All gears slide into mesh, even with computer generated involute forms. The necessity for a bit of running clearance and lubrication will cause an impact when the tooth forms mesh. The only gear application that eliminates that cyclical contact is the worm and wheel. It is always in constant mesh, however it is not a convenient form for most applications.
Helical gears generate side thrust unless cut in a herringbone pattern where a right and left hand helix angle are cut on the same blank, This is common for extremely high torque loading as in the turbine reduction gears of large turbine drive ships.
The helical gears are quieter as the contact is gradually spread over the entire width. And the next tooth is already approaching engagement as the previous tooth is leaving.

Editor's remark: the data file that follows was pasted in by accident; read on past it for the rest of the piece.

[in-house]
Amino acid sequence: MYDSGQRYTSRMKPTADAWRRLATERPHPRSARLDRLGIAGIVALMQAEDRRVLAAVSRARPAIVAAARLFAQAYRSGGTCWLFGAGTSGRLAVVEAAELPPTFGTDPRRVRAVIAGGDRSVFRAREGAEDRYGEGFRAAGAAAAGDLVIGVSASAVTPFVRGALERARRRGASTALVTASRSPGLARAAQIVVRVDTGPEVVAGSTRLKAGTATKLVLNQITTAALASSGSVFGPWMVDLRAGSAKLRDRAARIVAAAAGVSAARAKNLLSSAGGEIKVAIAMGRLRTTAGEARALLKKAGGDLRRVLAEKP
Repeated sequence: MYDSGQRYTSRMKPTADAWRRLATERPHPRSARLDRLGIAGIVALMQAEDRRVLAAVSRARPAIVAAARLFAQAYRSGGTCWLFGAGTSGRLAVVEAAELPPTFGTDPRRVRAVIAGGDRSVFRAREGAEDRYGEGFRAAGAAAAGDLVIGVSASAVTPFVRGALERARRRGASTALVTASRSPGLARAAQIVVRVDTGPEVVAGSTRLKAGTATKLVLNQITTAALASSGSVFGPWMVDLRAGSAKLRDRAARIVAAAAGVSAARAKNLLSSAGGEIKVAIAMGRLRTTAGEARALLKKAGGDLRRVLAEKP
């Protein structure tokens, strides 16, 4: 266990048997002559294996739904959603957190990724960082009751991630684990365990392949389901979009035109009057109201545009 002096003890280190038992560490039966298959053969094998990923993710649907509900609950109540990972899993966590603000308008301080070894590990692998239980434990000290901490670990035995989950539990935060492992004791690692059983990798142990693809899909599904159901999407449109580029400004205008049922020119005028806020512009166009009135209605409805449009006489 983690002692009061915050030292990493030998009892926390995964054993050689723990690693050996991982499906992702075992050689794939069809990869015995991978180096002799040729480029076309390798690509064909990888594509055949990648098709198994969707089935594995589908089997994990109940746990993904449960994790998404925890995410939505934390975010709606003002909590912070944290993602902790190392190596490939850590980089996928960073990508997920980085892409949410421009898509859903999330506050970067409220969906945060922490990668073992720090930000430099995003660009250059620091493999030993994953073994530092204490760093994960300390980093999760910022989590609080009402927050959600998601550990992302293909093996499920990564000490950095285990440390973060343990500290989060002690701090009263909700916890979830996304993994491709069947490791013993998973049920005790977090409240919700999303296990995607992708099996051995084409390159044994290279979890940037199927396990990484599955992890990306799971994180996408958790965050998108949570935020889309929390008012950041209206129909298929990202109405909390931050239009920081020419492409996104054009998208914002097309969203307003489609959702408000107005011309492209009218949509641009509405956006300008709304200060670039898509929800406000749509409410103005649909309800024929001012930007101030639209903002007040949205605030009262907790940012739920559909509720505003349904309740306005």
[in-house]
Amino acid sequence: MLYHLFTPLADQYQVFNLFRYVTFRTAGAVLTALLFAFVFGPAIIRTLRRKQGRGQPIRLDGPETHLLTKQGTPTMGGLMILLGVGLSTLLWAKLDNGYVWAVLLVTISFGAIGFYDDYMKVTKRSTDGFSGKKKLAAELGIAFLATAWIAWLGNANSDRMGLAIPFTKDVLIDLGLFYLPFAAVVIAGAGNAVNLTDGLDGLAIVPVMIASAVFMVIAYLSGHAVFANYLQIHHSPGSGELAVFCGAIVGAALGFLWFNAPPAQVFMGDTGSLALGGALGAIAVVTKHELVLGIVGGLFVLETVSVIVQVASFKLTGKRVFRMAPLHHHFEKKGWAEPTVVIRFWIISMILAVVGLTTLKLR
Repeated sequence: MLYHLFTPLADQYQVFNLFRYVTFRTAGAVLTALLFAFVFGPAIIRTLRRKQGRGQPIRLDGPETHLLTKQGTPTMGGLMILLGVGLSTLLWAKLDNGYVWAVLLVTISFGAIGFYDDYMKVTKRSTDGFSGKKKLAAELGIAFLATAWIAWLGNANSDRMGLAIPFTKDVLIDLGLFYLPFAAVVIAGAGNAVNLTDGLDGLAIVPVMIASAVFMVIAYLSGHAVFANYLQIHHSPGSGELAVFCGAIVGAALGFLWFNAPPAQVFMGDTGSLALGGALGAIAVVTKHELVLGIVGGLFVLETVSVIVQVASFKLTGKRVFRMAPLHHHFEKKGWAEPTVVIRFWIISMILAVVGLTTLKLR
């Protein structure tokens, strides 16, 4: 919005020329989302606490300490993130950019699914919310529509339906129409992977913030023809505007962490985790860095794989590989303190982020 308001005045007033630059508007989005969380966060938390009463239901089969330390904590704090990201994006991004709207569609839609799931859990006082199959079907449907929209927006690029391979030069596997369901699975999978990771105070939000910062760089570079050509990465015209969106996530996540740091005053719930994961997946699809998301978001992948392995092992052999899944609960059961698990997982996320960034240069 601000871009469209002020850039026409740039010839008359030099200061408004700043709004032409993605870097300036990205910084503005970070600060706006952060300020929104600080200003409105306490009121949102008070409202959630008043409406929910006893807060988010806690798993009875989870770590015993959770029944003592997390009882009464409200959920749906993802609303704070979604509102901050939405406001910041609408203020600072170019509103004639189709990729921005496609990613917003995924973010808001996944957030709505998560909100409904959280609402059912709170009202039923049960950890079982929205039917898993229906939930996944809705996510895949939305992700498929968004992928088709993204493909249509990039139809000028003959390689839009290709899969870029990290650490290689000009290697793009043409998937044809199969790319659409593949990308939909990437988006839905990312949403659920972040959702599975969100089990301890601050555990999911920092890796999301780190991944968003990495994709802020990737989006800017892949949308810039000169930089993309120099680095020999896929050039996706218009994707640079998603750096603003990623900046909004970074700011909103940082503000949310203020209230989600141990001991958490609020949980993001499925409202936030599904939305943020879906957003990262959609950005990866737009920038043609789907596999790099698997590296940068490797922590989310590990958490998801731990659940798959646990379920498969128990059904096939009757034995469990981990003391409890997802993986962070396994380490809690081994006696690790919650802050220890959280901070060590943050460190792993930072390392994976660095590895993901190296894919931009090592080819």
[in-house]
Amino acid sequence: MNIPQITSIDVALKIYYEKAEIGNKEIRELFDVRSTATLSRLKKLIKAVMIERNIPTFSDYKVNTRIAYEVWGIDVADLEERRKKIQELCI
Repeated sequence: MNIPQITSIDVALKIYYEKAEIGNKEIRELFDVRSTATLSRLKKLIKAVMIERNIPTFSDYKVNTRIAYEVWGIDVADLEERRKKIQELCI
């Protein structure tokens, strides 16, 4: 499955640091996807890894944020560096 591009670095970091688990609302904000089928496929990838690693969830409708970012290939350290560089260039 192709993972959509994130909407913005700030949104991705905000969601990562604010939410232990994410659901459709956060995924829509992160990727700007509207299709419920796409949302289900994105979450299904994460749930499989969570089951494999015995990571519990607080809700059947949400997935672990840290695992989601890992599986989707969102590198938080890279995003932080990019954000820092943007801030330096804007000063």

It is unlike the spur gear which has a full contact immediately, even if the involute tooth form tends to roll into the mesh. The engagement is more intermittent compared to the helical gear. That is the why of the singing you hear on spur gear tooth forms at higher rpm. The spur gear has a greater tooth contact area at all times compared to the helical gear for the same diametral pitch.
High loading is the spur gears’ forte.
A few years ago, one of the hot tips for racing motorcycles was to replace the helical gearing between the crankshaft and the clutch basket with spur gears. This eliminated the small HP loss to the greater friction caused by the side thrust of the helical gears. You could hear, really hear, the difference. Honda split their spur gears in two, axially, with one fixed to the shaft and the other slightly floating, spring-loaded to take up the few thousandths of the normal mesh clearance under light to normal loading. Under heavy load, it made full contact. It was an expensive solution, later discarded.
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